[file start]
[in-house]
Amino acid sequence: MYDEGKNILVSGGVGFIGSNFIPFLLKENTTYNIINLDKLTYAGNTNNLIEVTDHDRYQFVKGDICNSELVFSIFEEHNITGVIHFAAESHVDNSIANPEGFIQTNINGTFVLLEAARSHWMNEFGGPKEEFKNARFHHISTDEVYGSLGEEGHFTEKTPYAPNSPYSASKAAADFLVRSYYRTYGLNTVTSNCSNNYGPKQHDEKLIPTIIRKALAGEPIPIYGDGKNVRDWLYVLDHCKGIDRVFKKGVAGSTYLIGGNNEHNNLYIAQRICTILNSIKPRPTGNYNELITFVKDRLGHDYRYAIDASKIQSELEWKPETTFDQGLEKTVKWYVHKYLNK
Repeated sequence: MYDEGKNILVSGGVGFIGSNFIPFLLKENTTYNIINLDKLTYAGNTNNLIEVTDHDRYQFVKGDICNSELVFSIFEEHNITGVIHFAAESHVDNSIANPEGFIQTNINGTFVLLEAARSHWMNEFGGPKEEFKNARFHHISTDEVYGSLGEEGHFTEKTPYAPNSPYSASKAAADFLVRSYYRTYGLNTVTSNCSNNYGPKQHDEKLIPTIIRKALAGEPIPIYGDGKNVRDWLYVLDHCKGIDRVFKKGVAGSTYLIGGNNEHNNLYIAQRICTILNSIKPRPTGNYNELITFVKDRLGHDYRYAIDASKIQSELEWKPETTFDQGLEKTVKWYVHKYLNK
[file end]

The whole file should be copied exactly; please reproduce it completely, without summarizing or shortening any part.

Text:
[in-house]
Amino acid sequence: MYDEGKNILVSGGVGFIGSNFIPFLLKENTTYNIINLDKLTYAGNTNNLIEVTDHDRYQFVKGDICNSELVFSIFEEHNITGVIHFAAESHVDNSIANPEGFIQTNINGTFVLLEAARSHWMNEFGGPKEEFKNARFHHISTDEVYGSLGEEGHFTEKTPYAPNSPYSASKAAADFLVRSYYRTYGLNTVTSNCSNNYGPKQHDEKLIPTIIRKALAGEPIPIYGDGKNVRDWLYVLDHCKGIDRVFKKGVAGSTYLIGGNNEHNNLYIAQRICTILNSIKPRPTGNYNELITFVKDRLGHDYRYAIDASKIQSELEWKPETTFDQGLEKTVKWYVHKYLNK
Repeated sequence: MYDEGKNILVSGGVGFIGSNFIPFLLKENTTYNIINLDKLTYAGNTNNLIEVTDHDRYQFVKGDICNSELVFSIFEEHNITGVIHFAAESHVDNSIANPEGFIQTNINGTFVLLEAARSHWMNEFGGPKEEFKNARFHHISTDEVYGSLGEEGHFTEKTPYAPNSPYSASKAAADFLVRSYYRTYGLNTVTSNCSNNYGPKQHDEKLIPTIIRKALAGEPIPIYGDGKNVRDWLYVLDHCKGIDRVFKKGVAGSTYLIGGNNEHNNLYIAQRICTILNSIKPRPTGNYNELITFVKDRLGHDYRYAIDASKIQSELEWKPETTFDQGLEKTVKWYVHKYLNK